IMF: Bank Capital Adequacy Ratios Improves Worldwide

The health of the banking industry as measured by the Capital Adequacy Ratios (CARs) has improved in all regions of the world since the start of the credit crisis in 2008 according to a report by José M. Cartas and Ricardo Cervantes of the IMF.

Definition of Capital Adequacy Ratio:

Capital requirements are designed to ensure that banks hold enough resources to absorb shocks to their balance sheets. A standard measure of the health of individual banks is their capital adequacy ratio (CAR). Introduced in 1988 with the Basel I Accord, the CAR is calculated as the total regulatory capital of a bank divided by its risk-weighted assets. The Basel II revision refined the calculation of risk weights and incorporated three major components of risk: credit, operational, and market risk.

The Basel Accords set the minimum CAR at 8 percent. Conservatively-run banks tend to have high CARs to cushion against higher losses.

The graphic below shows the improvement in capital ratios of all regions and select developed countries:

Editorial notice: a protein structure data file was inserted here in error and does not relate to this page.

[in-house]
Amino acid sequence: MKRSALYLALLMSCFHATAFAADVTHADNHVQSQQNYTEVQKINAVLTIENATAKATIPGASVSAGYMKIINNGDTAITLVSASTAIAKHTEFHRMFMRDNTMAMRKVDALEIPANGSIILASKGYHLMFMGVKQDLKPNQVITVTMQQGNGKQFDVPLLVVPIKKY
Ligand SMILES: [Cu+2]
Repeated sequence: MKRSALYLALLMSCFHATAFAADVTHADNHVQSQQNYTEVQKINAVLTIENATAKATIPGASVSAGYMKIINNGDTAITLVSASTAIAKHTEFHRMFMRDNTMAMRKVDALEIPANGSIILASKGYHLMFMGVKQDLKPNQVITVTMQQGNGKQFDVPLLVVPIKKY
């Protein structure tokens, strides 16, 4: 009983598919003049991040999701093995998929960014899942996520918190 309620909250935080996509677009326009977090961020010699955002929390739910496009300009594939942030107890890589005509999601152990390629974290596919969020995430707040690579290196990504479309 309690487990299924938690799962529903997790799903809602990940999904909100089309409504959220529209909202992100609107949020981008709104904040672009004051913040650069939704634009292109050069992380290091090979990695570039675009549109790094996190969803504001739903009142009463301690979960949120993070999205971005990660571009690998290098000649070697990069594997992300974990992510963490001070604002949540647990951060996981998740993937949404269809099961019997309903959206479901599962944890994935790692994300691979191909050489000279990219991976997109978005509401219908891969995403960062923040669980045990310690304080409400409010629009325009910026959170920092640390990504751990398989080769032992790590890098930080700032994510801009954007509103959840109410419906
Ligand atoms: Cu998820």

Source: Finance & Development, June 2011, IMF

In developed countries, banks lent money liberally before the credit crisis. Whether it was the now failed Northern Rock in the UK or Washington Mutual in the U.S. banks juiced up their earnings by lending heavily to the subprime mortgage sector. In addition, commercial real estate loans, home equity loans, credit credit loans and other types of lending boomed. After the credit crisis, banks in the developed countries have strengthened their CARs by limiting lending to their customers and shifting their portfolios to low-risk assets such as government securities.

The graph also shows the deterioration of the banking sector in Greece, Spain and Portugal.The CAR for Iceland hovered slightly above 12 percent until 2007 and jumped to more than 18 percent in 2010 after the painful restructuring of the country’s banking system.

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